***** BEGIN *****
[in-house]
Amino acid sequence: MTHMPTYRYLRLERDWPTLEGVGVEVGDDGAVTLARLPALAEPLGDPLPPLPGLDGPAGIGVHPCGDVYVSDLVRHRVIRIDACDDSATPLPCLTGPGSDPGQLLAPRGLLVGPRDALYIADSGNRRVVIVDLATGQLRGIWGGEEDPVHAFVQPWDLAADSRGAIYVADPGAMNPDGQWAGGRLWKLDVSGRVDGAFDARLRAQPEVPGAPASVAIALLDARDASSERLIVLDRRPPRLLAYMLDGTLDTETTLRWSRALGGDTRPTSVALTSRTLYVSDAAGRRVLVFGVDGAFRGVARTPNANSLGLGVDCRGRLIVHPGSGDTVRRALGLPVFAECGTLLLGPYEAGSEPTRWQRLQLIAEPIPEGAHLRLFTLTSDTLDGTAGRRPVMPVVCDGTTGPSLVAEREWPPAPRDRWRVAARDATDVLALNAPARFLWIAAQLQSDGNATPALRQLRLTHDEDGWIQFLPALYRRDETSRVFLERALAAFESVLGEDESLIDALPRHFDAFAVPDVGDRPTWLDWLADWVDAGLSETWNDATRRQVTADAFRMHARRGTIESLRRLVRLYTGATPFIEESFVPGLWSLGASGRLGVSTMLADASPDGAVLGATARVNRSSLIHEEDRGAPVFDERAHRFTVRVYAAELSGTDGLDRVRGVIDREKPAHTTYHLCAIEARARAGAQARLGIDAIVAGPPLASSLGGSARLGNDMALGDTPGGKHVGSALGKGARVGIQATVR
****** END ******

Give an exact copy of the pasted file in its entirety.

[in-house]
Amino acid sequence: MTHMPTYRYLRLERDWPTLEGVGVEVGDDGAVTLARLPALAEPLGDPLPPLPGLDGPAGIGVHPCGDVYVSDLVRHRVIRIDACDDSATPLPCLTGPGSDPGQLLAPRGLLVGPRDALYIADSGNRRVVIVDLATGQLRGIWGGEEDPVHAFVQPWDLAADSRGAIYVADPGAMNPDGQWAGGRLWKLDVSGRVDGAFDARLRAQPEVPGAPASVAIALLDARDASSERLIVLDRRPPRLLAYMLDGTLDTETTLRWSRALGGDTRPTSVALTSRTLYVSDAAGRRVLVFGVDGAFRGVARTPNANSLGLGVDCRGRLIVHPGSGDTVRRALGLPVFAECGTLLLGPYEAGSEPTRWQRLQLIAEPIPEGAHLRLFTLTSDTLDGTAGRRPVMPVVCDGTTGPSLVAEREWPPAPRDRWRVAARDATDVLALNAPARFLWIAAQLQSDGNATPALRQLRLTHDEDGWIQFLPALYRRDETSRVFLERALAAFESVLGEDESLIDALPRHFDAFAVPDVGDRPTWLDWLADWVDAGLSETWNDATRRQVTADAFRMHARRGTIESLRRLVRLYTGATPFIEESFVPGLWSLGASGRLGVSTMLADASPDGAVLGATARVNRSSLIHEEDRGAPVFDERAHRFTVRVYAAELSGTDGLDRVRGVIDREKPAHTTYHLCAIEARARAGAQARLGIDAIVAGPPLASSLGGSARLGNDMALGDTPGGKHVGSALGKGARVGIQATVR